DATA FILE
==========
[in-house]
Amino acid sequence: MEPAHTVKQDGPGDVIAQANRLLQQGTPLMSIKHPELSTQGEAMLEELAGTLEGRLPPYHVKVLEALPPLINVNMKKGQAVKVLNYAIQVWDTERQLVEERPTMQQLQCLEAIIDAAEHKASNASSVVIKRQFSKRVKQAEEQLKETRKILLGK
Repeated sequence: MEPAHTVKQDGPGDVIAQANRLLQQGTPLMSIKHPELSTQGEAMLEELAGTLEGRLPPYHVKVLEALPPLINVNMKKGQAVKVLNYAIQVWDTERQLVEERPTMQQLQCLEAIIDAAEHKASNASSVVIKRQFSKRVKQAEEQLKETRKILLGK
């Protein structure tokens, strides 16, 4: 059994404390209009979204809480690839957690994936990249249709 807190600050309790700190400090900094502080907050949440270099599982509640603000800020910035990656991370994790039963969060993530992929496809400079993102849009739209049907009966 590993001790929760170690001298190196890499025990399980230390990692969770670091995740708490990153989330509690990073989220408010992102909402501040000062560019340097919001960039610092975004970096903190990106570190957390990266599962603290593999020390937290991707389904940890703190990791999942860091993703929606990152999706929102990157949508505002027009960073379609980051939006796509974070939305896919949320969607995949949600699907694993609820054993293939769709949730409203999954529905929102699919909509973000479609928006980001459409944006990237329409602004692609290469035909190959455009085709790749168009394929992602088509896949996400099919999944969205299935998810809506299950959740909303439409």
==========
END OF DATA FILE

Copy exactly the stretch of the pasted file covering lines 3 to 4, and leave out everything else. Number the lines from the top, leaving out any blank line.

Repeated sequence: MEPAHTVKQDGPGDVIAQANRLLQQGTPLMSIKHPELSTQGEAMLEELAGTLEGRLPPYHVKVLEALPPLINVNMKKGQAVKVLNYAIQVWDTERQLVEERPTMQQLQCLEAIIDAAEHKASNASSVVIKRQFSKRVKQAEEQLKETRKILLGK
């Protein structure tokens, strides 16, 4: 059994404390209009979204809480690839957690994936990249249709 807190600050309790700190400090900094502080907050949440270099599982509640603000800020910035990656991370994790039963969060993530992929496809400079993102849009739209049907009966 590993001790929760170690001298190196890499025990399980230390990692969770670091995740708490990153989330509690990073989220408010992102909402501040000062560019340097919001960039610092975004970096903190990106570190957390990266599962603290593999020390937290991707389904940890703190990791999942860091993703929606990152999706929102990157949508505002027009960073379609980051939006796509974070939305896919949320969607995949949600699907694993609820054993293939769709949730409203999954529905929102699919909509973000479609928006980001459409944006990237329409602004692609290469035909190959455009085709790749168009394929992602088509896949996400099919999944969205299935998810809506299950959740909303439409």